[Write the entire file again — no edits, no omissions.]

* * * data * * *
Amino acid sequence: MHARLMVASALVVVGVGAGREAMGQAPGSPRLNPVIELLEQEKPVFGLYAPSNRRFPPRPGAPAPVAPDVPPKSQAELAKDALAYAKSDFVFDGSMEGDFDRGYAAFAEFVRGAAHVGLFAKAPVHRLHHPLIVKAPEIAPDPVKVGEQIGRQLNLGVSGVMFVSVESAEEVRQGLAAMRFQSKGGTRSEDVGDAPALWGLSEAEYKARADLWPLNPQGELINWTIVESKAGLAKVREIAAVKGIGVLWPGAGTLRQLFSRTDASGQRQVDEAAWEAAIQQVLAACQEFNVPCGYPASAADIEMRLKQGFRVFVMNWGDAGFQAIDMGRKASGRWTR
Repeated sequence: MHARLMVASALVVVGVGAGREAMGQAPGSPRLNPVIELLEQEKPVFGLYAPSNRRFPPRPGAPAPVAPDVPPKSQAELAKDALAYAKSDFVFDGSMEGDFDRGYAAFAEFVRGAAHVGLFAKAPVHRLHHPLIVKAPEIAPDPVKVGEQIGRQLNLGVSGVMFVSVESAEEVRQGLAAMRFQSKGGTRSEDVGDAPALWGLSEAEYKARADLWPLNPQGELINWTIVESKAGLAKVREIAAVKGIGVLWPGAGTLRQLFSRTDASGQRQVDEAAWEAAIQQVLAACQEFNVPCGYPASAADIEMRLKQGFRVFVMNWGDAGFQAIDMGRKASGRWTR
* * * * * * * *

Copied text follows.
Amino acid sequence: MHARLMVASALVVVGVGAGREAMGQAPGSPRLNPVIELLEQEKPVFGLYAPSNRRFPPRPGAPAPVAPDVPPKSQAELAKDALAYAKSDFVFDGSMEGDFDRGYAAFAEFVRGAAHVGLFAKAPVHRLHHPLIVKAPEIAPDPVKVGEQIGRQLNLGVSGVMFVSVESAEEVRQGLAAMRFQSKGGTRSEDVGDAPALWGLSEAEYKARADLWPLNPQGELINWTIVESKAGLAKVREIAAVKGIGVLWPGAGTLRQLFSRTDASGQRQVDEAAWEAAIQQVLAACQEFNVPCGYPASAADIEMRLKQGFRVFVMNWGDAGFQAIDMGRKASGRWTR
Repeated sequence: MHARLMVASALVVVGVGAGREAMGQAPGSPRLNPVIELLEQEKPVFGLYAPSNRRFPPRPGAPAPVAPDVPPKSQAELAKDALAYAKSDFVFDGSMEGDFDRGYAAFAEFVRGAAHVGLFAKAPVHRLHHPLIVKAPEIAPDPVKVGEQIGRQLNLGVSGVMFVSVESAEEVRQGLAAMRFQSKGGTRSEDVGDAPALWGLSEAEYKARADLWPLNPQGELINWTIVESKAGLAKVREIAAVKGIGVLWPGAGTLRQLFSRTDASGQRQVDEAAWEAAIQQVLAACQEFNVPCGYPASAADIEMRLKQGFRVFVMNWGDAGFQAIDMGRKASGRWTR